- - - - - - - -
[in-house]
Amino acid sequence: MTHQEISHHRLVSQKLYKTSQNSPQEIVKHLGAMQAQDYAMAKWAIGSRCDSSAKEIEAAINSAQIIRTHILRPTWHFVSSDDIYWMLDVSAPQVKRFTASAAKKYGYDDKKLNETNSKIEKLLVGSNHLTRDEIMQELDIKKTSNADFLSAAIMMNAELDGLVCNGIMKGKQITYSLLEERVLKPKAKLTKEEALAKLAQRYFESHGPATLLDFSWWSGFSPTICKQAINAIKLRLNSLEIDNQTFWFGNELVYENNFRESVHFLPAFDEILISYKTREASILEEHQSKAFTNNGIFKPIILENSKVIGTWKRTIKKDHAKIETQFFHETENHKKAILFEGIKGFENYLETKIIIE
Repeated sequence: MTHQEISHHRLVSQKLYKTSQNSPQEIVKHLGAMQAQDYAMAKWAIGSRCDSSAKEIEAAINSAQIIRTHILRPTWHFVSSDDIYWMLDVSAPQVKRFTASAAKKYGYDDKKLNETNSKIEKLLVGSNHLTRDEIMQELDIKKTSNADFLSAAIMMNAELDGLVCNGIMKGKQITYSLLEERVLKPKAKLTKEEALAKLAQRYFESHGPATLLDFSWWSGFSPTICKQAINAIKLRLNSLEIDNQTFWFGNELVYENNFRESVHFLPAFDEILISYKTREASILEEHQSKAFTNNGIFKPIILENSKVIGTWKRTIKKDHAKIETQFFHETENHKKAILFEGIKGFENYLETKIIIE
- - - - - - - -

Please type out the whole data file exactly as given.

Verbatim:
[in-house]
Amino acid sequence: MTHQEISHHRLVSQKLYKTSQNSPQEIVKHLGAMQAQDYAMAKWAIGSRCDSSAKEIEAAINSAQIIRTHILRPTWHFVSSDDIYWMLDVSAPQVKRFTASAAKKYGYDDKKLNETNSKIEKLLVGSNHLTRDEIMQELDIKKTSNADFLSAAIMMNAELDGLVCNGIMKGKQITYSLLEERVLKPKAKLTKEEALAKLAQRYFESHGPATLLDFSWWSGFSPTICKQAINAIKLRLNSLEIDNQTFWFGNELVYENNFRESVHFLPAFDEILISYKTREASILEEHQSKAFTNNGIFKPIILENSKVIGTWKRTIKKDHAKIETQFFHETENHKKAILFEGIKGFENYLETKIIIE
Repeated sequence: MTHQEISHHRLVSQKLYKTSQNSPQEIVKHLGAMQAQDYAMAKWAIGSRCDSSAKEIEAAINSAQIIRTHILRPTWHFVSSDDIYWMLDVSAPQVKRFTASAAKKYGYDDKKLNETNSKIEKLLVGSNHLTRDEIMQELDIKKTSNADFLSAAIMMNAELDGLVCNGIMKGKQITYSLLEERVLKPKAKLTKEEALAKLAQRYFESHGPATLLDFSWWSGFSPTICKQAINAIKLRLNSLEIDNQTFWFGNELVYENNFRESVHFLPAFDEILISYKTREASILEEHQSKAFTNNGIFKPIILENSKVIGTWKRTIKKDHAKIETQFFHETENHKKAILFEGIKGFENYLETKIIIE